Bernard and Boyd, a current exhibition at the Wichita Art Museum, encapsulates the history of Wichita State University’s printmaking program, a program that began with David Bernard’s careful intaglios and continues today with John Boyd’s new digital techniques.
The exhibition showcases the work of Bernard (b.1913 – d. 2006) and Boyd (b.1939), two distinguished WSU professors, who through talent, hard work and dedication to their craft developed a program that claims national recognition.
Bernard, who more than once explained that he believed the mission of an artist is to create order and structure, joined the University of Wichita faculty in 1949. He immediately set about creating a printmaking department and by 1954 had established a program that offered several degrees, including a Master of Fine Arts.
Of the hundreds of students earning degrees under him, many went on to teach at major universities. He also brought to Wichita a new awareness of post-war art that had few advocates before his arrival.
Boyd came to Wichita State in 1972. Born in Arkansas and raised in Iowa and California, he joined the printmaking department as a specialist in lithography. Educated at Cal State Long Beach and the prestigious Cranbrook Academy of Art near Detroit, Boyd offered students a hip and funky style that reflects his roots, as well as an opportunity to become expert lithographers. As with Bernard, many of his students have gone on to successful university careers. Boyd retires this spring after 36 years at WSU.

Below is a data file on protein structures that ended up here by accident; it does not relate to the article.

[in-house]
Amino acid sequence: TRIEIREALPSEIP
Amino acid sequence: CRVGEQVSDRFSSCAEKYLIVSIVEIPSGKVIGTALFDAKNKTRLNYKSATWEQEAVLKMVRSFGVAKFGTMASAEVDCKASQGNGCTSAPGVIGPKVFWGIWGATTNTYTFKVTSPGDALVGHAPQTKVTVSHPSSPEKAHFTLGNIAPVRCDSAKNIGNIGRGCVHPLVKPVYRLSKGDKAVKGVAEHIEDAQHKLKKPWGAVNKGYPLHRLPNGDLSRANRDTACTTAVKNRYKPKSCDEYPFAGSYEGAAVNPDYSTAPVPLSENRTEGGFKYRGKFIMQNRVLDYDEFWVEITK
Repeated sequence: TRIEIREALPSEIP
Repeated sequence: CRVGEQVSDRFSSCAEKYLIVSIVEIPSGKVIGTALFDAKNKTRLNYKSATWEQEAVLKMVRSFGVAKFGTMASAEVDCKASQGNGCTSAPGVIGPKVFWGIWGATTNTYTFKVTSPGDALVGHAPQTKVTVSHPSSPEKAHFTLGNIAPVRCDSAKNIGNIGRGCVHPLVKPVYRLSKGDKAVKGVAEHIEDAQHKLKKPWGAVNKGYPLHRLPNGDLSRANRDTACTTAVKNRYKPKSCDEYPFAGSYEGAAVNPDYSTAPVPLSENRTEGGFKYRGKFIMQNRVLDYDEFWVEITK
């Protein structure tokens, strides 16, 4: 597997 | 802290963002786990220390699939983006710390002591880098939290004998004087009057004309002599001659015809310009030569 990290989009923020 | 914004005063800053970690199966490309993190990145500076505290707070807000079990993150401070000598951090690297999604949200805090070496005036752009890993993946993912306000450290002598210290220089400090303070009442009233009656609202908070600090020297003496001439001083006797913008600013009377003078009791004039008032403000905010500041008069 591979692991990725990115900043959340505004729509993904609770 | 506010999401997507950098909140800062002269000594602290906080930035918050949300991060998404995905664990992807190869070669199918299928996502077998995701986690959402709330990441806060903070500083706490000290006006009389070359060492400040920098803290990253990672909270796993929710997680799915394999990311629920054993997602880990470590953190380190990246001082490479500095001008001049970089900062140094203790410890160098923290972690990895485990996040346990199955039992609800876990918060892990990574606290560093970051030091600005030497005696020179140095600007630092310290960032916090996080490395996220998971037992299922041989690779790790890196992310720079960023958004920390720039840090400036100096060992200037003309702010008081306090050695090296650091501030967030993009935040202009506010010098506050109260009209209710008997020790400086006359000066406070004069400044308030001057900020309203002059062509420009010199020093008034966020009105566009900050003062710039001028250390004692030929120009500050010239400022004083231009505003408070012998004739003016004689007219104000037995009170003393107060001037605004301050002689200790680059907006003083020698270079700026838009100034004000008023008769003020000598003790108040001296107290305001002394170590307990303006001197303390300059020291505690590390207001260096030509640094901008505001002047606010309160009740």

In Bernard and Boyd, Bernard is represented with nine works drawn from the museum’s large collection of his works. These multiples reflect his skill as a printer in the European modernist tradition of Stanley William Hayter and Mauricio Lasansky. Noted in the assortment of intaglio and relief prints presented at the museum is earth cruiser, a 1970s collograph reflecting Bernard’s interest in machinery in general and farm implements in specific.
Bernard was nationally prominent for re-introducing the collograph as a significant printmaking technique. A type of relief print, the collograph is made by attaching diverse materials onto the printing surface — cloth, paper, screens, almost anything that creates a pattern when inked.
Bernard recognized that students would enjoy the wide range of results using this method and the relatively inexpensive cost of production.
Boyd has 46 prints in this exhibit which, when taken together, form a retrospective look at the artist’s career. Though known as a lithographer, this selection of his work also includes paintings and drawings.
All point to his distinctive iconography reminiscent of folk artists, or outsider art, with a heavy dose of the modern masters, most notably Pablo Picasso. Born near Russellville, Ark., and raised in Sioux City, Iowa, and Torrence, Calif., Boyd’s art reflects these somewhat cross-cultural influences.
His work reflects a time when printmaking was driven by the needs of the Pop Art movement, when organizations such as the Tamarind Institute and Gemini Editions Limited returned printmaking to being a significant fine art medium.
Boyd’s artwork is stylistically very consistent. There is little attempt at dimensional realism or depth. His figures, often animals, lay flat on the surface amidst patterned backgrounds. The colors are bright, sometimes glaring, reflecting pop art tastes.
He once said, “A cartoon style fits my art approach because of its directness, simplicity and clarity.” Dogs appear often. Titles such as granny’s dog and snake dog reflect his interest in funky imagery and echo his roots in Arkansas. However, these are sophisticated contemporary works — often edgy, sometimes profane and always able to fix the viewers’ attention on the image in front of them.
These two influential artists and educators, with their distinctively diverse personalities (Bernard wore a tie every day to class; Boyd wears the laid-back style of 1960s California), have combined to lead generations of young printmakers to success.